Spanish Politics

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Spanish Political Scene: A New Mould After 40 Years Of Democracy

Following the series of articles by William Chislett which The Corner is going to publish on the 40th anniversary if the Spanish Constitution, today we are dedicating to know the intricacies of Spain’s political life during these years of democracy. Between 1982-2015, this was dominated by two parties, the conservative Popular Party (PP) and the Socialists. They alternated in power until two upstart parties, centrist Ciudadanos (Citizens) and the populist-left Podemos (We Can) won a significant number of seats in parliament.


An unconvincing 2019 Spanish budget

An Unconvincing 2019 Spanish Budget

J.P. Marín- Arrese | The Spanish government has released its main budgetary lines, in a rather unusual and surprising way. For, it holds responsible the former PP Cabinet for most of the expenses plus a sizeable deviation from the deficit goal in 2018. The least one can say is that such a baffling message underlines its inability to curb the imbalance while enjoying power for the second half of this year.


Pedro Duque has acknowledged setting up a company to hold his own home

Justifying Tax Evasion Undermines Fiscal Rectitude In Spain

J. P. Marín- Arrese | Undoubtedly, former astronaut Pedro Duque enjoys ample recognition for his past feats. His nomination to the R&D Cabinet portfolio was widely praised and welcomed, even if he confessed his utter lack of experience for the job. Thus, news on his dubious record as a taxpayer came as a nasty shock. He has acknowledged setting up a company to hold his own home and a beach resort dwelling where he spent his holidays, thus reducing his tax bill.


There have always been two debates about RTVE: financing and the nomination of its board which, in theory, should govern it.

Good Governance For Spanish Public Television

There have always been two debates about the Spanish Public Television: financing and the nomination of its board which, in theory, should govern it. Experience says that it doesnt govern it, that the board is a scene for political party confrontation which adds no value, on the contrary.


The government of Sanchez

The Government of Sanchez

Luis Alcaide | Pedro Sánchez will be monitored from every corner to see if he can count on the collaboration of a Spanish administration more independent than in the past. He will have to manage budgetary imbalances and growth of public debt. Furthermre, his fellow citizens rate corruption, after unemployment, their greatest concern.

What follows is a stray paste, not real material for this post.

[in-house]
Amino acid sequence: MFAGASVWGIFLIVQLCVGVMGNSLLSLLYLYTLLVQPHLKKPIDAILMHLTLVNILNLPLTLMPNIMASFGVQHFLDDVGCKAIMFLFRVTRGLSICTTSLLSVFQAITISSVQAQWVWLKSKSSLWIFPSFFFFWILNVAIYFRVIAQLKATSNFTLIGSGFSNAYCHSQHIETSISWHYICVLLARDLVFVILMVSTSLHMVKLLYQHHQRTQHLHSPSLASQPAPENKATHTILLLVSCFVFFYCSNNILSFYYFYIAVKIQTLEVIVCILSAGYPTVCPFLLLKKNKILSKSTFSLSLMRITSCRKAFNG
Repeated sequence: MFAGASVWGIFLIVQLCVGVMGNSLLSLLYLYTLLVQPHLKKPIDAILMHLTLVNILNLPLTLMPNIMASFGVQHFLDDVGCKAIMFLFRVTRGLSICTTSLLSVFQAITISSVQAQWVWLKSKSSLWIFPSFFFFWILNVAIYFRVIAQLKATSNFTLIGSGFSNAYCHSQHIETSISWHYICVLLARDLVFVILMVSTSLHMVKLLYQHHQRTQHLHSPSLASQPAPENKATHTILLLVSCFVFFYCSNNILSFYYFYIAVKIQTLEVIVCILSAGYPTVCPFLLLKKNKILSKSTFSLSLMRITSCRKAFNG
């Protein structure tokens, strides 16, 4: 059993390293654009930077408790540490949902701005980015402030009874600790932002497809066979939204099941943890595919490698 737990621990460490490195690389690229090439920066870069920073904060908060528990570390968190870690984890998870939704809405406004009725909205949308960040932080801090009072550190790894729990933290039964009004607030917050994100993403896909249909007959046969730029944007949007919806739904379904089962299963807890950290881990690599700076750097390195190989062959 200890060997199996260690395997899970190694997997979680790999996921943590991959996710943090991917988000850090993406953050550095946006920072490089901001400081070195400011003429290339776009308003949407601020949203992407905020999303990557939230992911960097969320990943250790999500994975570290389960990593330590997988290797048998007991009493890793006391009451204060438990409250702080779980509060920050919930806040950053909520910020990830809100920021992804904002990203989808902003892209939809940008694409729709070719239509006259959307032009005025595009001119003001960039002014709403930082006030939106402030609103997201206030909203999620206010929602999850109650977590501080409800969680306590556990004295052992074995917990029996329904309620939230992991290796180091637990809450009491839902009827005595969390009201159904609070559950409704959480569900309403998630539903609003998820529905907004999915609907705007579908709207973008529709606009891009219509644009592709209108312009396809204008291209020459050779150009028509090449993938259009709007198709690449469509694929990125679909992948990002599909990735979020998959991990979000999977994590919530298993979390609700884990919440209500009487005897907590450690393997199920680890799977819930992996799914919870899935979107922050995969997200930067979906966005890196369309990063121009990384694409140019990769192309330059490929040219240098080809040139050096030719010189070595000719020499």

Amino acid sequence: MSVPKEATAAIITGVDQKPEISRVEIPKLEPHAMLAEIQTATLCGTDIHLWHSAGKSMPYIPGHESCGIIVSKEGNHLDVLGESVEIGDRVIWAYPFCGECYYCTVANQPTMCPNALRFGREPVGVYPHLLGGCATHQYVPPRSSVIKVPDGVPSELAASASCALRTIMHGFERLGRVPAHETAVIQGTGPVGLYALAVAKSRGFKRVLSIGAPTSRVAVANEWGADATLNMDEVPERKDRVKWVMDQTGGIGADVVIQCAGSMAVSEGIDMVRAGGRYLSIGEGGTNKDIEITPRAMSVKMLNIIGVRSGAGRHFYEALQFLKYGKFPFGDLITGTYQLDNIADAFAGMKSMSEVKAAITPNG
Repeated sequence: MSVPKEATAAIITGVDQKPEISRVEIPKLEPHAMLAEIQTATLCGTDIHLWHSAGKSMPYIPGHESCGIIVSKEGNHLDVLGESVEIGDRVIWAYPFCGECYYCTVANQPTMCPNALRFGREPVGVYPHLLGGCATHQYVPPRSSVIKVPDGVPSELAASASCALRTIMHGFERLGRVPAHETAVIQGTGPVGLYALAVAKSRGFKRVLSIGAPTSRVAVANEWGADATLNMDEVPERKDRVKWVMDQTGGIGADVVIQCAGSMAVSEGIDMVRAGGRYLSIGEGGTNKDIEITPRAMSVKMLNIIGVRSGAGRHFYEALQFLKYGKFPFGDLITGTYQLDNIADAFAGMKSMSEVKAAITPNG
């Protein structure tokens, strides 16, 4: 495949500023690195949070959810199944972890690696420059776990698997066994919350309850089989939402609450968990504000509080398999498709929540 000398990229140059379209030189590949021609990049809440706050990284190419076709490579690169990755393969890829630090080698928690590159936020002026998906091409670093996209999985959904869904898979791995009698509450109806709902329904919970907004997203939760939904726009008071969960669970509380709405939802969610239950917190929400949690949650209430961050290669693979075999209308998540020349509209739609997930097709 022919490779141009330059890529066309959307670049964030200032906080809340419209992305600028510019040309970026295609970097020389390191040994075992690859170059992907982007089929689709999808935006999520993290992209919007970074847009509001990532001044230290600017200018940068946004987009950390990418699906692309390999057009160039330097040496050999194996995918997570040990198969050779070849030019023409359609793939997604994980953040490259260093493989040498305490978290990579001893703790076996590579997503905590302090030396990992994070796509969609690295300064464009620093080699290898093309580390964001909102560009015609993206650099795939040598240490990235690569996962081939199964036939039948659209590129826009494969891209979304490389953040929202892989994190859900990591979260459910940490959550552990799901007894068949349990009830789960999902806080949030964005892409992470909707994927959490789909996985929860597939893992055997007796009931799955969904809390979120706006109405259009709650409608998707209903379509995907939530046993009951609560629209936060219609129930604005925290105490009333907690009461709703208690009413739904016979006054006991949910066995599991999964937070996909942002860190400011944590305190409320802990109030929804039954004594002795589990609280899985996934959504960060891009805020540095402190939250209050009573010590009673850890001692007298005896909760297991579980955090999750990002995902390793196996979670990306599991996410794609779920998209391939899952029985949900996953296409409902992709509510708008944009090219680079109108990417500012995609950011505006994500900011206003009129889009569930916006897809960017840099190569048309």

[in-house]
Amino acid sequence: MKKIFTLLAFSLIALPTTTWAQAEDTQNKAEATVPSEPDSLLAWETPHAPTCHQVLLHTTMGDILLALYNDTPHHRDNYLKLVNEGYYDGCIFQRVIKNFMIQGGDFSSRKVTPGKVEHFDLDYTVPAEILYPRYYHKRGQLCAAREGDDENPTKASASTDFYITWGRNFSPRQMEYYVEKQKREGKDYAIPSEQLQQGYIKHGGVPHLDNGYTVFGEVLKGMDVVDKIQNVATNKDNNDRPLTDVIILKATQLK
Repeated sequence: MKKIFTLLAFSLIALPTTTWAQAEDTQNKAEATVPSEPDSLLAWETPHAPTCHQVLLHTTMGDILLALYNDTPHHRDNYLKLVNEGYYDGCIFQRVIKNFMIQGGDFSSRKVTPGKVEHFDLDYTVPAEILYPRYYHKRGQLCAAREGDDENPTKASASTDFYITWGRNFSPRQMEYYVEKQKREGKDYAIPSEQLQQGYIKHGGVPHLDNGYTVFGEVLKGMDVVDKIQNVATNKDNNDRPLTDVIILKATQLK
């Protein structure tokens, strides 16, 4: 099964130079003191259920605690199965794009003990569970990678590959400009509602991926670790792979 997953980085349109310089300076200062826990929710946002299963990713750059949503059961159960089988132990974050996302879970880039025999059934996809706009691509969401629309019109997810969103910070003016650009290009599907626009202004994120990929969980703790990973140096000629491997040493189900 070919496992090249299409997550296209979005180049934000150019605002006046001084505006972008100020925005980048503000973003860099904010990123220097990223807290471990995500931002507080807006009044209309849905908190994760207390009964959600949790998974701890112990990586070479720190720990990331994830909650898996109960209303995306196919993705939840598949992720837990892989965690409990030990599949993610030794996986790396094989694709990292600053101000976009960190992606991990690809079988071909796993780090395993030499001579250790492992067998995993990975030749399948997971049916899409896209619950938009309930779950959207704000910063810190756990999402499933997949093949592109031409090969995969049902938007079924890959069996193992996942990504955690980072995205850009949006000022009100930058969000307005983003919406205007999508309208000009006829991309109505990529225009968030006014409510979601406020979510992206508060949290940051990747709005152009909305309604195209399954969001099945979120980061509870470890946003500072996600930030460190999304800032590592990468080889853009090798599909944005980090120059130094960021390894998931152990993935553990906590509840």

Fixation with electoral numbers is one of the mostunhealthy obsessions of contemporary Spanish politics

Spain’s Ballot Box Fixation

Guy Hedgecoe | Fixation with electoral numbers is one of the most unhealthy obsessions of contemporary Spanish politics. It’s a mindset that places enormous emphasis on victory at the ballot box, in the belief that it will bring with it not just political power, but moral righteousness.


Mariano Rajoy has left the Moncloa to be replaced by the socialist leader Pedro Sanchez

Two Weeks Of Political Upheaval In Spain

Fernando G. Urbaneja | Mariano Rajoy has left the Moncloa to be replaced by the socialist leader Pedro Sanchez, who 10 days before couldn´t have imagined a substitution so rapid or so brutal. However, Spain’s problems remain: whether the demands for Catalan independence and other nationalist forces that threaten the constitution and national unity, or the urgent need for profound reforms in the welfare system and the management of public accounts, threatened by the deficit and the debt.


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The New Spanish Government Holds Win-Win Cards

J.P. Marín Arrese | PM Pedro Sánchez will govern backed by a weak minority party. There will be little respite from either those who voted for him or those who voted against him. No one expects the new Spanish government can deliver any substantive policies. Yet, such an isolated and weak position can also be a valuable asset.


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Spain Is Not Italy

Shaun Riordan | The motion of censure against Spanish Prime Minister and the election of socialist leader Sanchez as his successor has briefly spooked markets. But in the end it may make less difference than it seems at first sight.


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The Ibex 35 Recovers After The Censure Motion

Victoria Torre (SelfBank) | A tense day was expected in Spanish financial markets, with the vote on the censure motion against the government of Mariano Rajoy and doubts about whether the President would resign. He didn´t and the censure motion was adopted with 180 votes in favour.